The Pandemic Exposed the Gaps of GDP
Singapore, 27 October 2020
In January of this year—when we were already aware of COVID-19 but before the virus took over our lives and the economy—I wrote about the perils of over-relying on Gross Domestic Product (GDP) as a measure of economic achievement.
An important tool in its own right, GDP was developed out of a historic necessity. Prior to its creation, there was no other reliable measure of aggregate economic output. For more than 60 years, economies were developed, poverty was reduced, and lives were bettered through policy determined through the lens of GDP.
But calls for complementary measures for economic progress are not new. Moreover GDP does have its blind spots, which the APEC Policy Support Unit have enumerated on with some detail last year.
As the agenda setter for 2020, host economy Malaysia made “improving the narrative of trade” one of APEC’s priorities, in part because 2020 is the deadline of the Bogor Goals of free and open trade and investment in the Asia-Pacific region, marking an inevitable shift in priorities within the forum—a change in narrative, if you will. Given this, Malaysia has spearheaded an initiative to find mutually agreed upon economic measures beyond GDP.
While the pandemic has since coopted the resources and attention of every government in the region, Malaysia still managed to push for some exploration on this issue in this regard—the most recent manifestation of which was the SOM policy dialogue held last week. After all, it is still a relevant issue.
The COVID-19 pandemic has in fact added to the urgency of finding ways to shed light on what GDP cannot see. When deciding the agenda for 2020 and defending the need to change the narrative of trade, Malaysia cited “more and more debate on inequality.” This was written in 2019, and such debates today should not be considered moot. The past year has been a pageant for showcasing the consequences of rising inequality. COVID-19 can be seen as a major “disrupter” as it does not affect all people equally and its impact has been exacerbated by several preexisting conditions, such as poverty, food insecurity, and lack of access to health care.
We know, for example, that the portion of GDP expenditure on public health care in the region is below 5 percent. This accounts for the sorely lacking capacity of hospitals to meet with surges in cases, especially the early spikes of infections in March and April. More worrying, we are seeing a second wave of infections surging in different parts of the world.
Jobs disruption, a major complication of the pandemic, did not affect everyone equally. Many older citizens were forced to exit the labor market over concerns of complications in pre-existing health conditions. Employees who work in front-facing positions and have likely experienced a recent layoff or furlough in the last few months are likely to be women and young people. We know that women who work from home have disproportionately carried the burden of household and home-schooling responsibilities, which has addled their focus, affecting productivity. This might incentivize companies that have relatively high female employment to invest more in automation.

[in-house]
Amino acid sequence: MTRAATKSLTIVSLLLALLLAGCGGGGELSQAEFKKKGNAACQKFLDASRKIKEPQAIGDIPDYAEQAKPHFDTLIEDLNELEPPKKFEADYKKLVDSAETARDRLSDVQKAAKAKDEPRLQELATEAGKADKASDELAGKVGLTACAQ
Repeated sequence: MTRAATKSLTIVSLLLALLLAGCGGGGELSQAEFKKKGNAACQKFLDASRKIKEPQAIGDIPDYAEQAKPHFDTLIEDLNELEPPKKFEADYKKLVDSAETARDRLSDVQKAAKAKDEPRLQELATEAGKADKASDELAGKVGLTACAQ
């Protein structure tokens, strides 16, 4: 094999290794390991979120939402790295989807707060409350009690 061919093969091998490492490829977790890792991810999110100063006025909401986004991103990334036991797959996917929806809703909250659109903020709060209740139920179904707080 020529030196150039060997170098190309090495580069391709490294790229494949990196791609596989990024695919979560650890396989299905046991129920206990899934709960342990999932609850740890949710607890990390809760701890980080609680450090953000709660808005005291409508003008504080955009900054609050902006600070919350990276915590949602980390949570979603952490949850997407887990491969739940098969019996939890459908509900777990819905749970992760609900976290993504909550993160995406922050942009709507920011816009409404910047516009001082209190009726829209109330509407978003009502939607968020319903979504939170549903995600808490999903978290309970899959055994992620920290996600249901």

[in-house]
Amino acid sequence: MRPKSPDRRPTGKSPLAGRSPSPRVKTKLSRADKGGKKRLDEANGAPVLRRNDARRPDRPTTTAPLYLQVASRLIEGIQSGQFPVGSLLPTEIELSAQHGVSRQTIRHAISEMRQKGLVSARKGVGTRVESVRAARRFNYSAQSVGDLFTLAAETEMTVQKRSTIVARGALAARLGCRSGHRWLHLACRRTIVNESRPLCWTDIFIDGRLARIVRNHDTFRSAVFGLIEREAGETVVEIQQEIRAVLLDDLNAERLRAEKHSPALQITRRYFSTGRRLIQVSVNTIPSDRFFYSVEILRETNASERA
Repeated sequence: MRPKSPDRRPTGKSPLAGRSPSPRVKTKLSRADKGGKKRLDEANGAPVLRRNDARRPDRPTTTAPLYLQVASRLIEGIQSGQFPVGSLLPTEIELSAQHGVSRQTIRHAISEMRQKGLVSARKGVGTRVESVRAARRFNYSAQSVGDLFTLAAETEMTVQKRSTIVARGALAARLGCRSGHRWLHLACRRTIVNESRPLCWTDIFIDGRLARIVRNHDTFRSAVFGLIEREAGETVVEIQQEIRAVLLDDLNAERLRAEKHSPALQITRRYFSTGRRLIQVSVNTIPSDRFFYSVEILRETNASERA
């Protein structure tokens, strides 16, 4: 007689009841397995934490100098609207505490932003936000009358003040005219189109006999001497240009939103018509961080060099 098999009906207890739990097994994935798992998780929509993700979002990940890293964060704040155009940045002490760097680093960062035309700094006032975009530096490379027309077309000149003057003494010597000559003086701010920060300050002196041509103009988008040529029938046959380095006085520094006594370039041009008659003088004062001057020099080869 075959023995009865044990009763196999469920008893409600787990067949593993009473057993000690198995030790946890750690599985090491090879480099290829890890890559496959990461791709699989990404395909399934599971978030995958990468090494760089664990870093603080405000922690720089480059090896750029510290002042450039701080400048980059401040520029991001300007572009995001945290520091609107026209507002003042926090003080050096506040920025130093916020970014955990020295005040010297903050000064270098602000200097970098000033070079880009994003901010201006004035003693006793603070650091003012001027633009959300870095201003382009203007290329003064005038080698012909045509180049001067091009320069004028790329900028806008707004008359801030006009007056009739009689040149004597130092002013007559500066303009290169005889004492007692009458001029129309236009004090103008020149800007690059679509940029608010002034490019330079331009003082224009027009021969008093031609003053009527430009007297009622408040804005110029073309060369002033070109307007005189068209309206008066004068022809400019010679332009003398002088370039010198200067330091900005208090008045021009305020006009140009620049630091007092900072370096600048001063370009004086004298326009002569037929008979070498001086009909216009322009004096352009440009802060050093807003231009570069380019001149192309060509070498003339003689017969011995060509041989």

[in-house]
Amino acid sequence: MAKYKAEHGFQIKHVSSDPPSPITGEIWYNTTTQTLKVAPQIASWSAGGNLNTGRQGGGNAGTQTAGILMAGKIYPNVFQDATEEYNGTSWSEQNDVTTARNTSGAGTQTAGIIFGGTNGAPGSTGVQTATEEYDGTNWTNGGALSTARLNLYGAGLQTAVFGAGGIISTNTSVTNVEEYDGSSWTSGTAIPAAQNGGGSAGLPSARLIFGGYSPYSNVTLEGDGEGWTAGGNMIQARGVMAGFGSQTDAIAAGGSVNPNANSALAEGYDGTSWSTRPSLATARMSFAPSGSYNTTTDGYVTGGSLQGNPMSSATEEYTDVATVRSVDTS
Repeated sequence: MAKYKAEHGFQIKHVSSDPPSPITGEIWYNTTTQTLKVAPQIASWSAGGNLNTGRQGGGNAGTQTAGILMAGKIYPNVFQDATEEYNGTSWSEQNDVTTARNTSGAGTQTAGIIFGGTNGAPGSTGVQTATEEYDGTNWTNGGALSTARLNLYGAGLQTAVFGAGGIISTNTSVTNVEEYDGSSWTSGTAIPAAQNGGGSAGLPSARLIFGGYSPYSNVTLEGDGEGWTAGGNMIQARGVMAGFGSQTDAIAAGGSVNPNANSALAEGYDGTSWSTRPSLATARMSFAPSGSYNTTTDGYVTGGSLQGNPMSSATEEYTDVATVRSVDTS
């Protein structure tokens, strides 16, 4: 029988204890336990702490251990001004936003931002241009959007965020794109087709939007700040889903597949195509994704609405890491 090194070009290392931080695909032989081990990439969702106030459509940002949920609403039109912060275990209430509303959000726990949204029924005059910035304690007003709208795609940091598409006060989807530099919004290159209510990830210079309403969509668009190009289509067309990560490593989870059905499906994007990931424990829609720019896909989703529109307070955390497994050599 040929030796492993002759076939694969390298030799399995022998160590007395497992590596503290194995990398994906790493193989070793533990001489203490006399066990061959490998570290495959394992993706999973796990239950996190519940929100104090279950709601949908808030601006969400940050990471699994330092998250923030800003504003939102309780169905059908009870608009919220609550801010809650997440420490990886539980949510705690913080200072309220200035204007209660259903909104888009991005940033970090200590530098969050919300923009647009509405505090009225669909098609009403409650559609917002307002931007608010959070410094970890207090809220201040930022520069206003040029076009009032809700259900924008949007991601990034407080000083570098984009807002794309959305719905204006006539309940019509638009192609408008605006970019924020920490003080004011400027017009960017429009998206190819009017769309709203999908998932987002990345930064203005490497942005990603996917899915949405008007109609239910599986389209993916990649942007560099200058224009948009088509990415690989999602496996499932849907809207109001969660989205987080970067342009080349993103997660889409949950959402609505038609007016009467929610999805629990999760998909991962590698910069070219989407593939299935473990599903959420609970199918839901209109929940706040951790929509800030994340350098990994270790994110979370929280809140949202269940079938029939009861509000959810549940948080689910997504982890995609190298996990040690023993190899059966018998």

We know the pandemic has exposed minorities and the poor to more health scares and economic danger and that small businesses are in greater danger than large corporations of going under.
As GDP does not capture distribution of economic benefits, the case for looking beyond it is strengthened when we explore policies to remedy social and economic inequality.
Neither does it account for the costs of pollution or environmental degradation. These would be useful measurements after a pandemic that has only worsened the global solid waste problem, especially in terms of the usage of single-use plastics.
GDP also does not capture the value of services provided via digital platforms, which is quite crucial. The digital economy is here to stay and will continue to play an outsized role in our lives. COVID-19 only hastened the ongoing digital transformation.
Work to expand our definitions and measurements of economic progress is not all that new within APEC. The APEC Growth Strategy got us started on the path to seeking balanced, inclusive, sustainable, innovative, and secure growth ten years ago. Since then we’ve seen initiatives such as the 2015 Strategy for Strengthening Quality Growth and the 2017 Action Agenda on Advancing Economic, Financial, and Social Inclusion. Like many similar initiatives focused on inclusion, these are more important in the COVID-19 era than we thought they were when they were being put on the table for discussion among senior officials and Leaders.
It is fortunate and timely that Malaysia’s priorities have kept this Beyond GDP initiative on APEC’s radar. COVID-19 should not distract economies from implementing such long-term projects. If anything, it should inject our efforts with a renewed exigency. We need better economic measurement tools and new indicators to inform policy in this new world with its emerging challenges.
Dr Hew is the Director of the APEC Policy Support Unit.